Fleeing from being a ‘Freedom Hedger’

Fleeing to Freedom

The definition of a ‘hedge’ according to my handy dandy American Heritage dictionary is to ‘enclose or bound with’ – I was thinking today about boundaries and how Imperative Thinking has paralyzed me in many personal relationships.  I was pondering how to flee from my own inability to let go of control and realized (had an awareness) that the more meaningful something or someone is to me, that is the area where I am tempted most at hedging on freedom.  Pause for a moment and reflect upon that~

First and foremost on my mind, I thought of marriage.   I thought of my initial views and immature beliefs about getting married versus where I am at today, 18 years after saying ‘I Do’ – I definately started out with a Cinderella Complex and believed in the fairy-tale of falling in love, getting married, purchasing our first home and starting a family.    For me, it was ALL about the wedding and I soon learned that the wedding day was symbolic of a choice,  as I believe most of us do, and represented the ‘least amount of work’ versus being married and building upon a commitment.   Most people tend to get married with the unrealistic expectation that their union will be the core of their present felicitous life and a basis for their future happiness.  Most couples end up trying to force their partner into a pattern of choices that reflect selfish thoughts and needs.  Many husbands and wives make their spouse out to be their “Jesus” ~ expecting them to fill the voids, to be the answer to all of their questions, to be their other half, or as has been said in the movies….to complete them.  The freedom and success in a marriage comes when we aren’t fearful of losing our own happiness when we live out our own lives first, and then seek first to understand our partner,  before being understood ourselves.    When I look at the qualities of people in successful long-term relationships (marriages) that have stood the test of time, I  come to the insightful and precious realization that no one was controlling, and there were no hedges surrounding them.

Expectations are wonderful, but can be so unrealistic.   One of the best gifts ever given to me came from the result of being in a loving marriage- and that was the creation of  our child.   As I was taking my walk this evening, my thoughts turned to my 17 year old daughter.  I began to muse about the high expectations I set for her and questioned whether or not that had to do with the fact that I wanted to be deemed as a successful parent?? I asked myself  to consider if  the demands I have made on her surrounding very specific behaviors and attitudes since she was old enough to understand, had more to do with me, than with her?  I always believed that I have let her have choices, but when it comes right down to it, the choices were more to do with the plans I had for her, versus the plans she has for herself.  This realization in my thinking has brought me to the place where I can say my actions caused a lot of power struggles.  What must have been behind my fears was my overwhelming desire for her to succeed.  I took control and my imperative, controlling approach to this style of living has only served to make things worse.   But now I know better, and we cannot know, until we know.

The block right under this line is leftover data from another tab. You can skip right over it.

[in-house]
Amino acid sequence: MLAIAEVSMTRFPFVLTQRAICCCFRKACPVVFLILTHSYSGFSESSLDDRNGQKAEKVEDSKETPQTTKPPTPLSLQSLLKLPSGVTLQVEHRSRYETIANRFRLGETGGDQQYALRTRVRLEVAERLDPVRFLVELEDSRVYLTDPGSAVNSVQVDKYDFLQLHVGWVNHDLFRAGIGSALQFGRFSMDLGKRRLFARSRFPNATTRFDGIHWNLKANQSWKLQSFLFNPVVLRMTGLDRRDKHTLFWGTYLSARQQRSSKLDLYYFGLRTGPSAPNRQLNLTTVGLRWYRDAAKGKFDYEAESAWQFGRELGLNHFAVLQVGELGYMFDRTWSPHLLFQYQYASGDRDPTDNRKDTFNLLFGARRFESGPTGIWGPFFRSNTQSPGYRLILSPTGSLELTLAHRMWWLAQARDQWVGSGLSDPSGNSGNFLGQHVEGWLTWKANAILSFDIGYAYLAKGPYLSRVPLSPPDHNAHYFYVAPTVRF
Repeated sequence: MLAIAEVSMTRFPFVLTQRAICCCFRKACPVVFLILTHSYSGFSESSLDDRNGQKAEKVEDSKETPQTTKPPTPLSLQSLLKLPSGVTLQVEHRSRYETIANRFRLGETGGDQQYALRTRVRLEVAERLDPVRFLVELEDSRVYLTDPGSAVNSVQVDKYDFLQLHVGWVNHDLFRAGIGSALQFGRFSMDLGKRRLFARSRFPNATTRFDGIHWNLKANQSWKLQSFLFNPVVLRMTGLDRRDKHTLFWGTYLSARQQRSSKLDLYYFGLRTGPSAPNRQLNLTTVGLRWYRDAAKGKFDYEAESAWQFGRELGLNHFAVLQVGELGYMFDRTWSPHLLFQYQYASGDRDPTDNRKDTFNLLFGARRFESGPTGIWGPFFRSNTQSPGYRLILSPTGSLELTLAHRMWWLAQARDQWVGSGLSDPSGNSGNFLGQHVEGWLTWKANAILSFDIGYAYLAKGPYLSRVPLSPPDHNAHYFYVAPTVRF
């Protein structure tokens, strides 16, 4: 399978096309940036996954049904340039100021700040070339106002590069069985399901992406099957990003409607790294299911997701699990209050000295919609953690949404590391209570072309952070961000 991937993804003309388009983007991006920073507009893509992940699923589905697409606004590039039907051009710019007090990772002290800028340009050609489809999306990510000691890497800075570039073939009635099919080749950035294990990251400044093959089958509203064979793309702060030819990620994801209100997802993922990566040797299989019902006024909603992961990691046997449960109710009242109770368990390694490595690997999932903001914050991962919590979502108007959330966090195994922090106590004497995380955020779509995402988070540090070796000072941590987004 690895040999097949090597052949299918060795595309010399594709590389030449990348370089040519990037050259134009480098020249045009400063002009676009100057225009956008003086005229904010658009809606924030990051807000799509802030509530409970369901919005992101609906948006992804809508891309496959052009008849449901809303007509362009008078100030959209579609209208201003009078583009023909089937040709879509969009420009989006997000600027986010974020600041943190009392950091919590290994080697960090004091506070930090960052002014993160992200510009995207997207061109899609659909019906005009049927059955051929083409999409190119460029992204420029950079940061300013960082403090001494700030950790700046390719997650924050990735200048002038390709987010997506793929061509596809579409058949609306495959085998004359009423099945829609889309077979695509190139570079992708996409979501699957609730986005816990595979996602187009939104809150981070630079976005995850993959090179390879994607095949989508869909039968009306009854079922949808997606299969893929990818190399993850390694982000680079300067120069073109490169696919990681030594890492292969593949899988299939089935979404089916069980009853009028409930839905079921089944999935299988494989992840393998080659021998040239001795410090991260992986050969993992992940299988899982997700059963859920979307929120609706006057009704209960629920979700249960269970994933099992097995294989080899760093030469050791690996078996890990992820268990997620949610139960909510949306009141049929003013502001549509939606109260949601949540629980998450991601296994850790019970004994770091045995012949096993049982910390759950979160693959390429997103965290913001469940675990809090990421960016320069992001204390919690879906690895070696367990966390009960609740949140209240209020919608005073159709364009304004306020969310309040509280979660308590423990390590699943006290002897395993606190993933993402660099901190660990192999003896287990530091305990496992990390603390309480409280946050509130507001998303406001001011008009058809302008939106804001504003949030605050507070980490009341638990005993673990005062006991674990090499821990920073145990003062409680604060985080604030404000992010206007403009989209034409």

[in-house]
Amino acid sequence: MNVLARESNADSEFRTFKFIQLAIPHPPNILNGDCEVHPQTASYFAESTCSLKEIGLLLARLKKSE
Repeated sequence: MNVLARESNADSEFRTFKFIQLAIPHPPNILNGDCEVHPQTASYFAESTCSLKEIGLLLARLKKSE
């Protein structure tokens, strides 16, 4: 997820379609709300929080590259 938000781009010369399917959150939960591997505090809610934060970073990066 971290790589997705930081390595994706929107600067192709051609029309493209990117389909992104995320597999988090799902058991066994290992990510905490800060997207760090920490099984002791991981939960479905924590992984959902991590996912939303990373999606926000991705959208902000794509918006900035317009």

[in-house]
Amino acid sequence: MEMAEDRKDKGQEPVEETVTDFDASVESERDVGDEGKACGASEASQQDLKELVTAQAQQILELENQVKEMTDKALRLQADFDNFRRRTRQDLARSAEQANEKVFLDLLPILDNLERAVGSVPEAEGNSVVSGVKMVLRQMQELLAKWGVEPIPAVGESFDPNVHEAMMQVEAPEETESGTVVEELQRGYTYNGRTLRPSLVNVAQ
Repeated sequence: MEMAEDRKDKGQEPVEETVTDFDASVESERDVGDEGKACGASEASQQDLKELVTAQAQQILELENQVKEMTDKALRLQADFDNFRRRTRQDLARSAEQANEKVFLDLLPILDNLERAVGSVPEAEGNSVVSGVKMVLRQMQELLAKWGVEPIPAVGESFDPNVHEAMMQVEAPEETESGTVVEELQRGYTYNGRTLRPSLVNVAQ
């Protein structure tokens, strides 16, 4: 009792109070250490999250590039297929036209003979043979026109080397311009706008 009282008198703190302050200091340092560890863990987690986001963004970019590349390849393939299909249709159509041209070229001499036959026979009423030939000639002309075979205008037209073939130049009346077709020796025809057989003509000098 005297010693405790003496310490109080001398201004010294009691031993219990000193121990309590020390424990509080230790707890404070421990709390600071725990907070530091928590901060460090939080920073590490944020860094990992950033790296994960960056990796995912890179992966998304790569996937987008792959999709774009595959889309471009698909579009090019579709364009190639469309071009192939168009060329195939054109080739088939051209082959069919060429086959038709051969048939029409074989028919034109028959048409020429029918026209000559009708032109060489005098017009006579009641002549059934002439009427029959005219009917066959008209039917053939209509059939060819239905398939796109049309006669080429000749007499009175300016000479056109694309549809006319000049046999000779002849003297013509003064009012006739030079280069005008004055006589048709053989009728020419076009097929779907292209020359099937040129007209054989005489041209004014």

Controlling breeds contempt and frustration.  Both have been alive and well in my spirit and in our home.  Sometimes our best intentions cause us to turn to coercion amongst our spouses and children, which demeans their human dignity.  I now understand why I have been so frustrated. 

In Webster’s Ninth New Collegiate Dictionary, the definition of freedom states:

1b.  the absence of necessity, coercion, or constraint in choice or action;

1e.  the quality of being frank, open, or outspoken.

To be free from Imperative Thinking and to stop planting hedges around myself and others is to realize that liberation lies in the process of making choicesWe all have choices.   Choices, good and bad, have consequences.   I can choose to continue to be an Imperative Thinker, or I can choose to be liberated and flee from the boundaries that hold me back.  This freedom to enjoy my closest and personal relationships is worth it, because there is no greater gift than to evolve into a lovely, LOVING human being – not a lovely human doing.  Doing controlling behaviors surely repels us from one another.  It allows us to allow others to be who they are and we become accepting.  What a privilege it is to understand this for myself, and be able to offer it to others.

I have learned that freedom is not just for relationships between people – but is important for ME!  Inwardly generated freedom allows me to respond to people and circumstances appropriately, genuinely and openly.  This is MY choice.  And today, it is what I yearn to embrace, and submit to becoming better at. Submission – now, heck, there is a choice!   For, again, to reiterate,  there are always choices and consequences, but when I allow freedom to guide my thoughts for myself and for others, I will always have options.  Options are good and they provide us with an opportunity to be influential, rather than a Freedom Hedger.

So, today, is it possible that you, too,  need to trim your hedges?  Cut them back or dig them up? Or maybe prune them into a beautiful topiary that others can enjoy- who knows what your mind can conceive when you are fleeing control- The first step is to just become aware, then willing, and then find the courage to let go.  I would love to know ‘how’ your pruning goes……

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